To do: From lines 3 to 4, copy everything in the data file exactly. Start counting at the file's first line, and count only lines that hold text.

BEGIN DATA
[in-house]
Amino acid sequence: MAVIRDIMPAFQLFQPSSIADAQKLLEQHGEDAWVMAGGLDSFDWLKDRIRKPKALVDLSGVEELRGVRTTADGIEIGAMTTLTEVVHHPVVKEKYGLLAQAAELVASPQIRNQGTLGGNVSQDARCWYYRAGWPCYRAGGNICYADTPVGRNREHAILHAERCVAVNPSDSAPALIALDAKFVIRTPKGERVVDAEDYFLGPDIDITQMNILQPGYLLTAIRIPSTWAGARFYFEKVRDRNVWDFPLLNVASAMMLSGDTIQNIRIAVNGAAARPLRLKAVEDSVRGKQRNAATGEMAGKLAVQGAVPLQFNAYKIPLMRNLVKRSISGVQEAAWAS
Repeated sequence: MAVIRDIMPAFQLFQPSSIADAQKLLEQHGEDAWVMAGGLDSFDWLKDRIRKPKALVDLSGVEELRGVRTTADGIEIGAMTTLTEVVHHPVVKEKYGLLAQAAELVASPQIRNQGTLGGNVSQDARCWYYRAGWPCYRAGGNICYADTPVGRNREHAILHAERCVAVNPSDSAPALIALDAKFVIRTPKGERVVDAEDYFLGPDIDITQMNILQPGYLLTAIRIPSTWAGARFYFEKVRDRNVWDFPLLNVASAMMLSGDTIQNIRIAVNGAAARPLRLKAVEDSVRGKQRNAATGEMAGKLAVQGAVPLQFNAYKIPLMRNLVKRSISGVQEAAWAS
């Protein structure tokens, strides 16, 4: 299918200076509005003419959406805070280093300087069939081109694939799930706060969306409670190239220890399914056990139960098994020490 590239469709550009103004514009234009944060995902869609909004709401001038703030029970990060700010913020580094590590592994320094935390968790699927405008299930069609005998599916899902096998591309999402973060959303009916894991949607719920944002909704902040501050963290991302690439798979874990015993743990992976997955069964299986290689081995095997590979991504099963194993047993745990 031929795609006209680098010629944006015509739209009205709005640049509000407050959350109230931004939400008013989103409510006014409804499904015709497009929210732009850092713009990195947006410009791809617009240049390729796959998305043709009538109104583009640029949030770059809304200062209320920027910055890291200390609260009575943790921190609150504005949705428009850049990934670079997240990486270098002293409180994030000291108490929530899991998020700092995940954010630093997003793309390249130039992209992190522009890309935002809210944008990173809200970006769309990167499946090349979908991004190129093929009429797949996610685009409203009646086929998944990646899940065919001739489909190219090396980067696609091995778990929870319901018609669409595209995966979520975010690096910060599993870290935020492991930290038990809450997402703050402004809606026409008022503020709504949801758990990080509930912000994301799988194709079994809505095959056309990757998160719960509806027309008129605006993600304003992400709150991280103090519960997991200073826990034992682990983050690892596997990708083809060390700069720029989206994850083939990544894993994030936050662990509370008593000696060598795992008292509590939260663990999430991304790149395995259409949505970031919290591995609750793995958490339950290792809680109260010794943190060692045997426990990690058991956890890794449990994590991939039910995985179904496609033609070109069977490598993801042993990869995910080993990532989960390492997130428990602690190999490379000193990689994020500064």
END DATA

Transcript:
Repeated sequence: MAVIRDIMPAFQLFQPSSIADAQKLLEQHGEDAWVMAGGLDSFDWLKDRIRKPKALVDLSGVEELRGVRTTADGIEIGAMTTLTEVVHHPVVKEKYGLLAQAAELVASPQIRNQGTLGGNVSQDARCWYYRAGWPCYRAGGNICYADTPVGRNREHAILHAERCVAVNPSDSAPALIALDAKFVIRTPKGERVVDAEDYFLGPDIDITQMNILQPGYLLTAIRIPSTWAGARFYFEKVRDRNVWDFPLLNVASAMMLSGDTIQNIRIAVNGAAARPLRLKAVEDSVRGKQRNAATGEMAGKLAVQGAVPLQFNAYKIPLMRNLVKRSISGVQEAAWAS
């Protein structure tokens, strides 16, 4: 299918200076509005003419959406805070280093300087069939081109694939799930706060969306409670190239220890399914056990139960098994020490 590239469709550009103004514009234009944060995902869609909004709401001038703030029970990060700010913020580094590590592994320094935390968790699927405008299930069609005998599916899902096998591309999402973060959303009916894991949607719920944002909704902040501050963290991302690439798979874990015993743990992976997955069964299986290689081995095997590979991504099963194993047993745990 031929795609006209680098010629944006015509739209009205709005640049509000407050959350109230931004939400008013989103409510006014409804499904015709497009929210732009850092713009990195947006410009791809617009240049390729796959998305043709009538109104583009640029949030770059809304200062209320920027910055890291200390609260009575943790921190609150504005949705428009850049990934670079997240990486270098002293409180994030000291108490929530899991998020700092995940954010630093997003793309390249130039992209992190522009890309935002809210944008990173809200970006769309990167499946090349979908991004190129093929009429797949996610685009409203009646086929998944990646899940065919001739489909190219090396980067696609091995778990929870319901018609669409595209995966979520975010690096910060599993870290935020492991930290038990809450997402703050402004809606026409008022503020709504949801758990990080509930912000994301799988194709079994809505095959056309990757998160719960509806027309008129605006993600304003992400709150991280103090519960997991200073826990034992682990983050690892596997990708083809060390700069720029989206994850083939990544894993994030936050662990509370008593000696060598795992008292509590939260663990999430991304790149395995259409949505970031919290591995609750793995958490339950290792809680109260010794943190060692045997426990990690058991956890890794449990994590991939039910995985179904496609033609070109069977490598993801042993990869995910080993990532989960390492997130428990602690190999490379000193990689994020500064």